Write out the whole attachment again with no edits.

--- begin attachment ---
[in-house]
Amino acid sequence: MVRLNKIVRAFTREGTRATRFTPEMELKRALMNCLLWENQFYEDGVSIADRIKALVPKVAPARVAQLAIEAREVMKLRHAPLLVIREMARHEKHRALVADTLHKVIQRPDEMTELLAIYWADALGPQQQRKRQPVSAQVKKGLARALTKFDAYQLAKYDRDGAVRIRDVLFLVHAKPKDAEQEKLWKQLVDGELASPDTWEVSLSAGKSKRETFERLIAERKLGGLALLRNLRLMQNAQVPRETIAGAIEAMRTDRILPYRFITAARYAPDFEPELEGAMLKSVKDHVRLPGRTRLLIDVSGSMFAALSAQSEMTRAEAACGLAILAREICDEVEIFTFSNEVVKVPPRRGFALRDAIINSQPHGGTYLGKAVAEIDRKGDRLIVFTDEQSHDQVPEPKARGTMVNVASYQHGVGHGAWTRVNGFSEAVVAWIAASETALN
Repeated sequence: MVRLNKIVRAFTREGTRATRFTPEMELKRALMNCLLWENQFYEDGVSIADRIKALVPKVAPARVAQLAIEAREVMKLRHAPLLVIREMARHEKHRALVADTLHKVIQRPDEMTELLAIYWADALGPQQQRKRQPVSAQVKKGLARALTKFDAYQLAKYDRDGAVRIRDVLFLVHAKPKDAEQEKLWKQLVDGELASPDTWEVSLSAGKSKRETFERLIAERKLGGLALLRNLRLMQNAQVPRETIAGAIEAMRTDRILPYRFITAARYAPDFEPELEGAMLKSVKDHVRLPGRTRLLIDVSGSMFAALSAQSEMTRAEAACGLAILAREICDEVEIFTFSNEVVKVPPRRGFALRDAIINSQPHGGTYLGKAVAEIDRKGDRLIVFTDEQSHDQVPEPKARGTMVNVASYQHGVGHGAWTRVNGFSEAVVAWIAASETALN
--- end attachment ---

[in-house]
Amino acid sequence: MVRLNKIVRAFTREGTRATRFTPEMELKRALMNCLLWENQFYEDGVSIADRIKALVPKVAPARVAQLAIEAREVMKLRHAPLLVIREMARHEKHRALVADTLHKVIQRPDEMTELLAIYWADALGPQQQRKRQPVSAQVKKGLARALTKFDAYQLAKYDRDGAVRIRDVLFLVHAKPKDAEQEKLWKQLVDGELASPDTWEVSLSAGKSKRETFERLIAERKLGGLALLRNLRLMQNAQVPRETIAGAIEAMRTDRILPYRFITAARYAPDFEPELEGAMLKSVKDHVRLPGRTRLLIDVSGSMFAALSAQSEMTRAEAACGLAILAREICDEVEIFTFSNEVVKVPPRRGFALRDAIINSQPHGGTYLGKAVAEIDRKGDRLIVFTDEQSHDQVPEPKARGTMVNVASYQHGVGHGAWTRVNGFSEAVVAWIAASETALN
Repeated sequence: MVRLNKIVRAFTREGTRATRFTPEMELKRALMNCLLWENQFYEDGVSIADRIKALVPKVAPARVAQLAIEAREVMKLRHAPLLVIREMARHEKHRALVADTLHKVIQRPDEMTELLAIYWADALGPQQQRKRQPVSAQVKKGLARALTKFDAYQLAKYDRDGAVRIRDVLFLVHAKPKDAEQEKLWKQLVDGELASPDTWEVSLSAGKSKRETFERLIAERKLGGLALLRNLRLMQNAQVPRETIAGAIEAMRTDRILPYRFITAARYAPDFEPELEGAMLKSVKDHVRLPGRTRLLIDVSGSMFAALSAQSEMTRAEAACGLAILAREICDEVEIFTFSNEVVKVPPRRGFALRDAIINSQPHGGTYLGKAVAEIDRKGDRLIVFTDEQSHDQVPEPKARGTMVNVASYQHGVGHGAWTRVNGFSEAVVAWIAASETALN